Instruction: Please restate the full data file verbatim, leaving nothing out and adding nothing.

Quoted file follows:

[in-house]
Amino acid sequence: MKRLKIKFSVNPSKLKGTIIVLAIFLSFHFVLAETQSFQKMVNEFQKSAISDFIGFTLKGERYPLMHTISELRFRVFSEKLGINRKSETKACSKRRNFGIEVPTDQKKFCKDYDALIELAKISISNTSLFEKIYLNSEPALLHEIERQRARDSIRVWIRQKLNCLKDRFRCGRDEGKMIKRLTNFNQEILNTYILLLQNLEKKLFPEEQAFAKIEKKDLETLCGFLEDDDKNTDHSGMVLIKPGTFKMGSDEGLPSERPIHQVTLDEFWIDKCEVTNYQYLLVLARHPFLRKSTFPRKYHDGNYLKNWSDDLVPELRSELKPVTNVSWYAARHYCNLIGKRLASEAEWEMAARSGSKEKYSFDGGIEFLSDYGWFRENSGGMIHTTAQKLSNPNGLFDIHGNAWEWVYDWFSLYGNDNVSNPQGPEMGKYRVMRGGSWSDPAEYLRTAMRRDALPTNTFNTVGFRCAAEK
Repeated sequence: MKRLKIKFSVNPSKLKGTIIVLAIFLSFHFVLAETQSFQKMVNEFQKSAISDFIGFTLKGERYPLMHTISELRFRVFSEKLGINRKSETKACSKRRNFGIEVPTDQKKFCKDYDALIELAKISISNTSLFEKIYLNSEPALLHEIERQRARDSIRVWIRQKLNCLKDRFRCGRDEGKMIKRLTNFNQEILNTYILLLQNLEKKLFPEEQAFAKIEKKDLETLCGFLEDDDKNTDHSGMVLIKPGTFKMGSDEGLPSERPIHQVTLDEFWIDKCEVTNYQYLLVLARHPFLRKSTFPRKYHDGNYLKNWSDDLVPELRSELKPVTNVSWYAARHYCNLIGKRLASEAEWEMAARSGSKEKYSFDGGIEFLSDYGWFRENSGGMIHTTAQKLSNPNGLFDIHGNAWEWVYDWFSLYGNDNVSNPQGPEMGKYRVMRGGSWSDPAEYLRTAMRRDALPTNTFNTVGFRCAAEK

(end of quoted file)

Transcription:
[in-house]
Amino acid sequence: MKRLKIKFSVNPSKLKGTIIVLAIFLSFHFVLAETQSFQKMVNEFQKSAISDFIGFTLKGERYPLMHTISELRFRVFSEKLGINRKSETKACSKRRNFGIEVPTDQKKFCKDYDALIELAKISISNTSLFEKIYLNSEPALLHEIERQRARDSIRVWIRQKLNCLKDRFRCGRDEGKMIKRLTNFNQEILNTYILLLQNLEKKLFPEEQAFAKIEKKDLETLCGFLEDDDKNTDHSGMVLIKPGTFKMGSDEGLPSERPIHQVTLDEFWIDKCEVTNYQYLLVLARHPFLRKSTFPRKYHDGNYLKNWSDDLVPELRSELKPVTNVSWYAARHYCNLIGKRLASEAEWEMAARSGSKEKYSFDGGIEFLSDYGWFRENSGGMIHTTAQKLSNPNGLFDIHGNAWEWVYDWFSLYGNDNVSNPQGPEMGKYRVMRGGSWSDPAEYLRTAMRRDALPTNTFNTVGFRCAAEK
Repeated sequence: MKRLKIKFSVNPSKLKGTIIVLAIFLSFHFVLAETQSFQKMVNEFQKSAISDFIGFTLKGERYPLMHTISELRFRVFSEKLGINRKSETKACSKRRNFGIEVPTDQKKFCKDYDALIELAKISISNTSLFEKIYLNSEPALLHEIERQRARDSIRVWIRQKLNCLKDRFRCGRDEGKMIKRLTNFNQEILNTYILLLQNLEKKLFPEEQAFAKIEKKDLETLCGFLEDDDKNTDHSGMVLIKPGTFKMGSDEGLPSERPIHQVTLDEFWIDKCEVTNYQYLLVLARHPFLRKSTFPRKYHDGNYLKNWSDDLVPELRSELKPVTNVSWYAARHYCNLIGKRLASEAEWEMAARSGSKEKYSFDGGIEFLSDYGWFRENSGGMIHTTAQKLSNPNGLFDIHGNAWEWVYDWFSLYGNDNVSNPQGPEMGKYRVMRGGSWSDPAEYLRTAMRRDALPTNTFNTVGFRCAAEK